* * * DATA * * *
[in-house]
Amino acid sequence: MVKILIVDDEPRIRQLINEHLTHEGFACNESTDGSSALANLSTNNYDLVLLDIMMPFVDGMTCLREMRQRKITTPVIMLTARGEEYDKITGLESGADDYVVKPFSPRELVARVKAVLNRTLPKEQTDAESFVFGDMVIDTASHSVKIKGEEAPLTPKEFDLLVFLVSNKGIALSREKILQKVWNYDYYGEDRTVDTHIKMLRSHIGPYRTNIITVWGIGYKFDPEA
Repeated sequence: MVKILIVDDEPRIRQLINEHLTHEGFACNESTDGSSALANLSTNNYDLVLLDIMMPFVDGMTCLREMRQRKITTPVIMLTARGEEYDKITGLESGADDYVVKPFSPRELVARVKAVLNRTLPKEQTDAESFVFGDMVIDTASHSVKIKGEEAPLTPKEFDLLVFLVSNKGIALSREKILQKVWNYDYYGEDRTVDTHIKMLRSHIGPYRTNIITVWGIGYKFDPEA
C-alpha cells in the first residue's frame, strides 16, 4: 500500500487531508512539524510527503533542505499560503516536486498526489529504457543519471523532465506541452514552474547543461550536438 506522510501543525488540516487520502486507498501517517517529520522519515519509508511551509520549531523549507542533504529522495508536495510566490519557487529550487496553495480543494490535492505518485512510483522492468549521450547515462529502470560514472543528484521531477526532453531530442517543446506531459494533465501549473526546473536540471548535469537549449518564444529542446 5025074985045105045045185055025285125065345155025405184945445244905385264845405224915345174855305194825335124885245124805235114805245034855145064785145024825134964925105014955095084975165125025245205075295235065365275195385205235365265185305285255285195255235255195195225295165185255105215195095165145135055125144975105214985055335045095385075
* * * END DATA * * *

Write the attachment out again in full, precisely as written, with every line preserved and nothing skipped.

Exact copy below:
[in-house]
Amino acid sequence: MVKILIVDDEPRIRQLINEHLTHEGFACNESTDGSSALANLSTNNYDLVLLDIMMPFVDGMTCLREMRQRKITTPVIMLTARGEEYDKITGLESGADDYVVKPFSPRELVARVKAVLNRTLPKEQTDAESFVFGDMVIDTASHSVKIKGEEAPLTPKEFDLLVFLVSNKGIALSREKILQKVWNYDYYGEDRTVDTHIKMLRSHIGPYRTNIITVWGIGYKFDPEA
Repeated sequence: MVKILIVDDEPRIRQLINEHLTHEGFACNESTDGSSALANLSTNNYDLVLLDIMMPFVDGMTCLREMRQRKITTPVIMLTARGEEYDKITGLESGADDYVVKPFSPRELVARVKAVLNRTLPKEQTDAESFVFGDMVIDTASHSVKIKGEEAPLTPKEFDLLVFLVSNKGIALSREKILQKVWNYDYYGEDRTVDTHIKMLRSHIGPYRTNIITVWGIGYKFDPEA
C-alpha cells in the first residue's frame, strides 16, 4: 500500500487531508512539524510527503533542505499560503516536486498526489529504457543519471523532465506541452514552474547543461550536438 506522510501543525488540516487520502486507498501517517517529520522519515519509508511551509520549531523549507542533504529522495508536495510566490519557487529550487496553495480543494490535492505518485512510483522492468549521450547515462529502470560514472543528484521531477526532453531530442517543446506531459494533465501549473526546473536540471548535469537549449518564444529542446 5025074985045105045045185055025285125065345155025405184945445244905385264845405224915345174855305194825335124885245124805235114805245034855145064785145024825134964925105014955095084975165125025245205075295235065365275195385205235365265185305285255285195255235255195195225295165185255105215195095165145135055125144975105214985055335045095385075